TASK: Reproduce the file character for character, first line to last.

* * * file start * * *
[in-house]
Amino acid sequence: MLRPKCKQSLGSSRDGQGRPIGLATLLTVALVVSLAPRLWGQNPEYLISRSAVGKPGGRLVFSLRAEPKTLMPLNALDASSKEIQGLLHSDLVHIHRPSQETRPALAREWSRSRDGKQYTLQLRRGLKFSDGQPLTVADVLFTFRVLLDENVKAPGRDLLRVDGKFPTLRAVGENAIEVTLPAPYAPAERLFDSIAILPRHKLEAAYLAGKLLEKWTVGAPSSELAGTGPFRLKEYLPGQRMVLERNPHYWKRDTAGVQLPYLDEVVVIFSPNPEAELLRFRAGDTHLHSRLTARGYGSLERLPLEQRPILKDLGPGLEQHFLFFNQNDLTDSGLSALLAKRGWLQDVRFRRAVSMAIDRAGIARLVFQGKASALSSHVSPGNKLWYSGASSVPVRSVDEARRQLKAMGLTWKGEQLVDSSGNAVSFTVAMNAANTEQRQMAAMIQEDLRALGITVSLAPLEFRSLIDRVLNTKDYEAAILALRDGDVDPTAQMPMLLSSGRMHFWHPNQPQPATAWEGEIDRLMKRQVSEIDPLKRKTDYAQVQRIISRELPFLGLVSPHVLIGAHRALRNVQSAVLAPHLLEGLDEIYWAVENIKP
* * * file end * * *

[in-house]
Amino acid sequence: MLRPKCKQSLGSSRDGQGRPIGLATLLTVALVVSLAPRLWGQNPEYLISRSAVGKPGGRLVFSLRAEPKTLMPLNALDASSKEIQGLLHSDLVHIHRPSQETRPALAREWSRSRDGKQYTLQLRRGLKFSDGQPLTVADVLFTFRVLLDENVKAPGRDLLRVDGKFPTLRAVGENAIEVTLPAPYAPAERLFDSIAILPRHKLEAAYLAGKLLEKWTVGAPSSELAGTGPFRLKEYLPGQRMVLERNPHYWKRDTAGVQLPYLDEVVVIFSPNPEAELLRFRAGDTHLHSRLTARGYGSLERLPLEQRPILKDLGPGLEQHFLFFNQNDLTDSGLSALLAKRGWLQDVRFRRAVSMAIDRAGIARLVFQGKASALSSHVSPGNKLWYSGASSVPVRSVDEARRQLKAMGLTWKGEQLVDSSGNAVSFTVAMNAANTEQRQMAAMIQEDLRALGITVSLAPLEFRSLIDRVLNTKDYEAAILALRDGDVDPTAQMPMLLSSGRMHFWHPNQPQPATAWEGEIDRLMKRQVSEIDPLKRKTDYAQVQRIISRELPFLGLVSPHVLIGAHRALRNVQSAVLAPHLLEGLDEIYWAVENIKP